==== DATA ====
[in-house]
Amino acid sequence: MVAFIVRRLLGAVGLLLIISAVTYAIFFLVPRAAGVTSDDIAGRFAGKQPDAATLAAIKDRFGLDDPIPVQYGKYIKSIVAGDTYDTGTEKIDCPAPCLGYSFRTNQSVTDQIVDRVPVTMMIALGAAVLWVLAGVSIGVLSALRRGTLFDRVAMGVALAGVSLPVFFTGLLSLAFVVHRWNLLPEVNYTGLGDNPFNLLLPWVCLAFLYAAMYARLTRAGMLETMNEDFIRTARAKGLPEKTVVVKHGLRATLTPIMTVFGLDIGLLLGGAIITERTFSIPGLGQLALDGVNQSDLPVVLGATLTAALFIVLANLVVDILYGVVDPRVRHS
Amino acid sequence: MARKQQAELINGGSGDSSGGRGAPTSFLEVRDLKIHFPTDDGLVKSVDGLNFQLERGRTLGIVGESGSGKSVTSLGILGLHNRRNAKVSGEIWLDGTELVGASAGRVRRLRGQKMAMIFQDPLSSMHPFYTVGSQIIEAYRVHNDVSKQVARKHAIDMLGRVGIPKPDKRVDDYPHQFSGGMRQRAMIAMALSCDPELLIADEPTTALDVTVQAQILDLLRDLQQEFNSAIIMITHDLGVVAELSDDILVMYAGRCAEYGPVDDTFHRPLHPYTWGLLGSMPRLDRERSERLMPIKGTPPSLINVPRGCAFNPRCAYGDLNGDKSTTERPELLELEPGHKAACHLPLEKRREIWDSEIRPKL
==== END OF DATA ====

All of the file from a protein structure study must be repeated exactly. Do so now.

[in-house]
Amino acid sequence: MVAFIVRRLLGAVGLLLIISAVTYAIFFLVPRAAGVTSDDIAGRFAGKQPDAATLAAIKDRFGLDDPIPVQYGKYIKSIVAGDTYDTGTEKIDCPAPCLGYSFRTNQSVTDQIVDRVPVTMMIALGAAVLWVLAGVSIGVLSALRRGTLFDRVAMGVALAGVSLPVFFTGLLSLAFVVHRWNLLPEVNYTGLGDNPFNLLLPWVCLAFLYAAMYARLTRAGMLETMNEDFIRTARAKGLPEKTVVVKHGLRATLTPIMTVFGLDIGLLLGGAIITERTFSIPGLGQLALDGVNQSDLPVVLGATLTAALFIVLANLVVDILYGVVDPRVRHS
Amino acid sequence: MARKQQAELINGGSGDSSGGRGAPTSFLEVRDLKIHFPTDDGLVKSVDGLNFQLERGRTLGIVGESGSGKSVTSLGILGLHNRRNAKVSGEIWLDGTELVGASAGRVRRLRGQKMAMIFQDPLSSMHPFYTVGSQIIEAYRVHNDVSKQVARKHAIDMLGRVGIPKPDKRVDDYPHQFSGGMRQRAMIAMALSCDPELLIADEPTTALDVTVQAQILDLLRDLQQEFNSAIIMITHDLGVVAELSDDILVMYAGRCAEYGPVDDTFHRPLHPYTWGLLGSMPRLDRERSERLMPIKGTPPSLINVPRGCAFNPRCAYGDLNGDKSTTERPELLELEPGHKAACHLPLEKRREIWDSEIRPKL